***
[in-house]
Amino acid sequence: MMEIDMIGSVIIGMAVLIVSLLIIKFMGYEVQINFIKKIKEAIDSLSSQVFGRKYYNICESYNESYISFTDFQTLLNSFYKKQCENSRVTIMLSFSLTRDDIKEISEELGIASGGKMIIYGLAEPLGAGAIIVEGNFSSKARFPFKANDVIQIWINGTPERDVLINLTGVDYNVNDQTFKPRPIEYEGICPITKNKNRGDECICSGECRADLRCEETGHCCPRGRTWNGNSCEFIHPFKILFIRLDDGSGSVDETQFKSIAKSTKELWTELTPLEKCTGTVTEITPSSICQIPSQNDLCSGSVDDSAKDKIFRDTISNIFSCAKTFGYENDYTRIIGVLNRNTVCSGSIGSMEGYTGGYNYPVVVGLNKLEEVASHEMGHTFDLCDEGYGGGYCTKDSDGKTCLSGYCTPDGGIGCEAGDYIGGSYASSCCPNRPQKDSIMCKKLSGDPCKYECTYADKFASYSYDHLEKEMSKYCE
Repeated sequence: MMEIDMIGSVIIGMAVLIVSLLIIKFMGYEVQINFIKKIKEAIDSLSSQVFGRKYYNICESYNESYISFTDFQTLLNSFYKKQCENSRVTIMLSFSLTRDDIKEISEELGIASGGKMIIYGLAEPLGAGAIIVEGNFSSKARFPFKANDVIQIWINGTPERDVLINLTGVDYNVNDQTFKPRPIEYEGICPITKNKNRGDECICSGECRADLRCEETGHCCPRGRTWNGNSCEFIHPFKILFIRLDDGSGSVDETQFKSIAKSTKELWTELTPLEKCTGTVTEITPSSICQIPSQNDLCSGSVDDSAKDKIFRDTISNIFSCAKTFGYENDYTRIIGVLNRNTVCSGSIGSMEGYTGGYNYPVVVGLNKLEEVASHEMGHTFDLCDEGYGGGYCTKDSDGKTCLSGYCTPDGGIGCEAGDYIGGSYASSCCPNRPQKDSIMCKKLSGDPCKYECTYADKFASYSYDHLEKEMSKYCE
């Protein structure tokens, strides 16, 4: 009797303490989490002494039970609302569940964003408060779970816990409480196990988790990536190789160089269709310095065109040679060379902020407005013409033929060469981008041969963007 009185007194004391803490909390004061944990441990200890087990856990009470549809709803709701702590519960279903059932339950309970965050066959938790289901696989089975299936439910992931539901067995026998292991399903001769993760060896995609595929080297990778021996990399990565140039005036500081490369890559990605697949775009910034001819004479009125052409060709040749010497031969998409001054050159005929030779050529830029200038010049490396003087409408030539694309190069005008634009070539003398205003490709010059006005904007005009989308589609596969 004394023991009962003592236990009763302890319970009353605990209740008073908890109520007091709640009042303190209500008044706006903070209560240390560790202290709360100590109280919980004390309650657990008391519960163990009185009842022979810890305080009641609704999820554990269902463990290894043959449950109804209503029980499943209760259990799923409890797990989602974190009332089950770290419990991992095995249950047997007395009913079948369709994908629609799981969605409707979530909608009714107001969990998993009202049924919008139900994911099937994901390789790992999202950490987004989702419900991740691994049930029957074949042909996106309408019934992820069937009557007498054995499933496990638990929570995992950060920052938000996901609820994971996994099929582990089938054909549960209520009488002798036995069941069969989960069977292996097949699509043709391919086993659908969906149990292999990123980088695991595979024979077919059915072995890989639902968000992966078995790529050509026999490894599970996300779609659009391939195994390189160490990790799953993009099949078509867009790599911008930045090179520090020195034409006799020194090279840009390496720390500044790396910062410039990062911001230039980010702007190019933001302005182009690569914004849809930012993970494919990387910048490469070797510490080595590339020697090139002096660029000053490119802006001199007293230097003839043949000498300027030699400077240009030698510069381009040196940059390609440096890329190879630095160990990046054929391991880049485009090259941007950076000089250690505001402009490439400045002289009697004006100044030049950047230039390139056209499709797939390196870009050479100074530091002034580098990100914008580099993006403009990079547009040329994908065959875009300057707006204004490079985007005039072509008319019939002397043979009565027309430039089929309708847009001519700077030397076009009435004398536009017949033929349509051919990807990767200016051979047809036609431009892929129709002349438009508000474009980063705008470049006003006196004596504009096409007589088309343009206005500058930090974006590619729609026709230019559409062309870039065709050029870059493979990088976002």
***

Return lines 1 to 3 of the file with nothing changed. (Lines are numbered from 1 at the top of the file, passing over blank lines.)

[in-house]
Amino acid sequence: MMEIDMIGSVIIGMAVLIVSLLIIKFMGYEVQINFIKKIKEAIDSLSSQVFGRKYYNICESYNESYISFTDFQTLLNSFYKKQCENSRVTIMLSFSLTRDDIKEISEELGIASGGKMIIYGLAEPLGAGAIIVEGNFSSKARFPFKANDVIQIWINGTPERDVLINLTGVDYNVNDQTFKPRPIEYEGICPITKNKNRGDECICSGECRADLRCEETGHCCPRGRTWNGNSCEFIHPFKILFIRLDDGSGSVDETQFKSIAKSTKELWTELTPLEKCTGTVTEITPSSICQIPSQNDLCSGSVDDSAKDKIFRDTISNIFSCAKTFGYENDYTRIIGVLNRNTVCSGSIGSMEGYTGGYNYPVVVGLNKLEEVASHEMGHTFDLCDEGYGGGYCTKDSDGKTCLSGYCTPDGGIGCEAGDYIGGSYASSCCPNRPQKDSIMCKKLSGDPCKYECTYADKFASYSYDHLEKEMSKYCE
Repeated sequence: MMEIDMIGSVIIGMAVLIVSLLIIKFMGYEVQINFIKKIKEAIDSLSSQVFGRKYYNICESYNESYISFTDFQTLLNSFYKKQCENSRVTIMLSFSLTRDDIKEISEELGIASGGKMIIYGLAEPLGAGAIIVEGNFSSKARFPFKANDVIQIWINGTPERDVLINLTGVDYNVNDQTFKPRPIEYEGICPITKNKNRGDECICSGECRADLRCEETGHCCPRGRTWNGNSCEFIHPFKILFIRLDDGSGSVDETQFKSIAKSTKELWTELTPLEKCTGTVTEITPSSICQIPSQNDLCSGSVDDSAKDKIFRDTISNIFSCAKTFGYENDYTRIIGVLNRNTVCSGSIGSMEGYTGGYNYPVVVGLNKLEEVASHEMGHTFDLCDEGYGGGYCTKDSDGKTCLSGYCTPDGGIGCEAGDYIGGSYASSCCPNRPQKDSIMCKKLSGDPCKYECTYADKFASYSYDHLEKEMSKYCE